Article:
Keep referees onside
With the emergence of social media and online recommendations, we often get asked whether referees still matter. The answer is a resounding “yes”. Online recommendations may be great for showing the skills for which you are best known, but they are not a substitute for the role references play.
The referees that recruiters and employers most value are the people you reported to directly, who can speak about how you used your skills and experience to add value to the employer organisation.
Former managers can also speak about your personal attributes, such as reliability, your ability to build and leverage relationships, and whether you collaborated well with other team members.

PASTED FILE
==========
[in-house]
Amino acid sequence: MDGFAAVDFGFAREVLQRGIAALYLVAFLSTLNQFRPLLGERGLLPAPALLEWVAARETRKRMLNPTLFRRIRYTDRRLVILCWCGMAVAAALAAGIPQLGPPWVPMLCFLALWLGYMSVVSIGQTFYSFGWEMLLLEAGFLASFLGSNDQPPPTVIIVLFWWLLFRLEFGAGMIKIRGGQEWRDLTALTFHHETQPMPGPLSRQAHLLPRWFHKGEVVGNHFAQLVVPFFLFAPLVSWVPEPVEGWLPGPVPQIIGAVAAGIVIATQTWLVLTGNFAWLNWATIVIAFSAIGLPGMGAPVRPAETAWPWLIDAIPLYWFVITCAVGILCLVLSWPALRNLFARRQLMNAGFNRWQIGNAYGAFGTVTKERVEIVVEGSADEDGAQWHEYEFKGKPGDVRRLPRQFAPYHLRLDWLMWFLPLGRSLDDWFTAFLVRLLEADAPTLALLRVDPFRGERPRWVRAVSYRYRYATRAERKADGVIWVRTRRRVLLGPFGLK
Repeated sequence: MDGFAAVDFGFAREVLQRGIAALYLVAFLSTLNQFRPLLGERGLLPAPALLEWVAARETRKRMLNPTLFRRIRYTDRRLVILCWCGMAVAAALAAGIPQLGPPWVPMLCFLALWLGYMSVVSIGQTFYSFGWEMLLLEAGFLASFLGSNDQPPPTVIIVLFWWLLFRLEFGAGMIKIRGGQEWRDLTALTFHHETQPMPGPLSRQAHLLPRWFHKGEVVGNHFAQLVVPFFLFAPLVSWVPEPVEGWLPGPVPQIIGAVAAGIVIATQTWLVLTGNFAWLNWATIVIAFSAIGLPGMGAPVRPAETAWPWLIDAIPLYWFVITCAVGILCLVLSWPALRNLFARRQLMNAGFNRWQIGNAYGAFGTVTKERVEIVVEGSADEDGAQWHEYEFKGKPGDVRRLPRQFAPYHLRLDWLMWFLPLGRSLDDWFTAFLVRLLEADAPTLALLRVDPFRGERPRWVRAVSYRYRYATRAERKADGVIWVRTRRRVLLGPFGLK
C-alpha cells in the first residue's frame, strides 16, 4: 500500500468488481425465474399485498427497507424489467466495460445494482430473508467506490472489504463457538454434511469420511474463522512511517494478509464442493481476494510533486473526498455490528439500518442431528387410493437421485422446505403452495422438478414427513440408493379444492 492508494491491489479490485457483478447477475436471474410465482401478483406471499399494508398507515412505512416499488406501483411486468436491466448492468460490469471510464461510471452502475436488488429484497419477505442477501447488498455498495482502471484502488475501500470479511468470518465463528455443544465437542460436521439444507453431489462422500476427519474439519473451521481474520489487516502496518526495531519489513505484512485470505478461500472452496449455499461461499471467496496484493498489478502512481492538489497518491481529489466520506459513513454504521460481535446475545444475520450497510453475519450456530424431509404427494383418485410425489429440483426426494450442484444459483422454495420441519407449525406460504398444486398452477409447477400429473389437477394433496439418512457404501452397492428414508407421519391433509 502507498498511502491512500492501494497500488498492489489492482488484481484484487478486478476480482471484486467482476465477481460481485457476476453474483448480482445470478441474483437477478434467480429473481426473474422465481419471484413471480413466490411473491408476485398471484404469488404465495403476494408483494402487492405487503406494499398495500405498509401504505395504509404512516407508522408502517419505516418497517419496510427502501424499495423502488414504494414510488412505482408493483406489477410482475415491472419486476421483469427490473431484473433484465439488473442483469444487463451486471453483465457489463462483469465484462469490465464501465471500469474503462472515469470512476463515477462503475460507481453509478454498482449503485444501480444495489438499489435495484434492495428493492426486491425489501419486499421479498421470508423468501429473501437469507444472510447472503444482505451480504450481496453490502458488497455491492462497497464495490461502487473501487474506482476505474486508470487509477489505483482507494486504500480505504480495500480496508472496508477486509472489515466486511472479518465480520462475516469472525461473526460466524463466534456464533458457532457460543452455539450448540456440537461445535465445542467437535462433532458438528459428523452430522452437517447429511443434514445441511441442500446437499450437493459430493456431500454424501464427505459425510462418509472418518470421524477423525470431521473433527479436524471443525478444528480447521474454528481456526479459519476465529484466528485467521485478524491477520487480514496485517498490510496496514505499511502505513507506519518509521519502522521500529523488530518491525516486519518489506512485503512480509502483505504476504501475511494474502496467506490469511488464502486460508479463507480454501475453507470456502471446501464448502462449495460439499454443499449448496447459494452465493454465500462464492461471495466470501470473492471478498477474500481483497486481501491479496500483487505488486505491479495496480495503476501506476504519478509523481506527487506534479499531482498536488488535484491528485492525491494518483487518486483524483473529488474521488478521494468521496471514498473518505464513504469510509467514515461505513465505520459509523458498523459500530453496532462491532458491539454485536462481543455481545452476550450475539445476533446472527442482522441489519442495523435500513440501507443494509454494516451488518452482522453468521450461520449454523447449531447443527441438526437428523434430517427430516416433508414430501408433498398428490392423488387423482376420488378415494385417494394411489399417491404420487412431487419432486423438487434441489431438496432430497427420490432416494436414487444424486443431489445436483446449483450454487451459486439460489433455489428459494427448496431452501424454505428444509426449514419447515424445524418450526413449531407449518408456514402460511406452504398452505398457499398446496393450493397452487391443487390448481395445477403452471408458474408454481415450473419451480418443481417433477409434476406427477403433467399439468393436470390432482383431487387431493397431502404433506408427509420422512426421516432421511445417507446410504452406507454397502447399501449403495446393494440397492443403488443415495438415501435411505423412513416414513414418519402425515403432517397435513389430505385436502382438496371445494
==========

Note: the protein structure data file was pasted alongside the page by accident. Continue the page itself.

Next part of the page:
It is a good idea to keep track of where your referees are, as they too may have moved on from the organisation where you both once worked. If you leave finding your referees until the moment you are asked for their contact details, it could possibly cause you unnecessary stress at a time when you most need to remain calm.
There is also such a thing as referee etiquette that you should follow when job hunting. As it may have been a number of years since you last looked for a job, you should contact your referees to ask if they are still happy to speak on your behalf, before including them on your CV or giving out their details.
When you know you have been shortlisted for a job, or a recruiter asks you to supply at least two referees, then let your referees know they will soon be contacted and by whom.
Marc Burrage, regional director of Hays in Hong Kong